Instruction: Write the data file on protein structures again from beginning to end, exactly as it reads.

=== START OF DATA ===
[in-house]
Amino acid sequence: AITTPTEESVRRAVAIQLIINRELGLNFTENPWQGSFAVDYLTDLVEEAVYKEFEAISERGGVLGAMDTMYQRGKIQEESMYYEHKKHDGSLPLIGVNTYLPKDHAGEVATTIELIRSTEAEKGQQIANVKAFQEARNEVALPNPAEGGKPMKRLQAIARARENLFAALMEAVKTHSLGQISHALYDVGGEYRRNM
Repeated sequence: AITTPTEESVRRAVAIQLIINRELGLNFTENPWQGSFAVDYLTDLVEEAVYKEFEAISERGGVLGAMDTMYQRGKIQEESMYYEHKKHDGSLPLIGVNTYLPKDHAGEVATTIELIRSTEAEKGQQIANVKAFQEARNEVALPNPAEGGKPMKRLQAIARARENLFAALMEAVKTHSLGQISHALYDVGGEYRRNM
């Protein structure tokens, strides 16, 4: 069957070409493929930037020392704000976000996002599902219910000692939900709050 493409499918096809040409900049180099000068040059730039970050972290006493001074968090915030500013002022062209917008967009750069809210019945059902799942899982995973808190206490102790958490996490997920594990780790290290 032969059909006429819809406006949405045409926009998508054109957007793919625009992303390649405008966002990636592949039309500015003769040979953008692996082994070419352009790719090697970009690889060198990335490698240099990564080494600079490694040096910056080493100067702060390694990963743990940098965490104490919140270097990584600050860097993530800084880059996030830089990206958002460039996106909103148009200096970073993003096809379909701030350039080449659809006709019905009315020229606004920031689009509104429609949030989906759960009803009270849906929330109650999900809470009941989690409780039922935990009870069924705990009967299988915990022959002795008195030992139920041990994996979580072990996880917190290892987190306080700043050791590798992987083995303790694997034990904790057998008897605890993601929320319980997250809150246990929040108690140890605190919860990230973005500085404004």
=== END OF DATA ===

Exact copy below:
[in-house]
Amino acid sequence: AITTPTEESVRRAVAIQLIINRELGLNFTENPWQGSFAVDYLTDLVEEAVYKEFEAISERGGVLGAMDTMYQRGKIQEESMYYEHKKHDGSLPLIGVNTYLPKDHAGEVATTIELIRSTEAEKGQQIANVKAFQEARNEVALPNPAEGGKPMKRLQAIARARENLFAALMEAVKTHSLGQISHALYDVGGEYRRNM
Repeated sequence: AITTPTEESVRRAVAIQLIINRELGLNFTENPWQGSFAVDYLTDLVEEAVYKEFEAISERGGVLGAMDTMYQRGKIQEESMYYEHKKHDGSLPLIGVNTYLPKDHAGEVATTIELIRSTEAEKGQQIANVKAFQEARNEVALPNPAEGGKPMKRLQAIARARENLFAALMEAVKTHSLGQISHALYDVGGEYRRNM
């Protein structure tokens, strides 16, 4: 069957070409493929930037020392704000976000996002599902219910000692939900709050 493409499918096809040409900049180099000068040059730039970050972290006493001074968090915030500013002022062209917008967009750069809210019945059902799942899982995973808190206490102790958490996490997920594990780790290290 032969059909006429819809406006949405045409926009998508054109957007793919625009992303390649405008966002990636592949039309500015003769040979953008692996082994070419352009790719090697970009690889060198990335490698240099990564080494600079490694040096910056080493100067702060390694990963743990940098965490104490919140270097990584600050860097993530800084880059996030830089990206958002460039996106909103148009200096970073993003096809379909701030350039080449659809006709019905009315020229606004920031689009509104429609949030989906759960009803009270849906929330109650999900809470009941989690409780039922935990009870069924705990009967299988915990022959002795008195030992139920041990994996979580072990996880917190290892987190306080700043050791590798992987083995303790694997034990904790057998008897605890993601929320319980997250809150246990929040108690140890605190919860990230973005500085404004």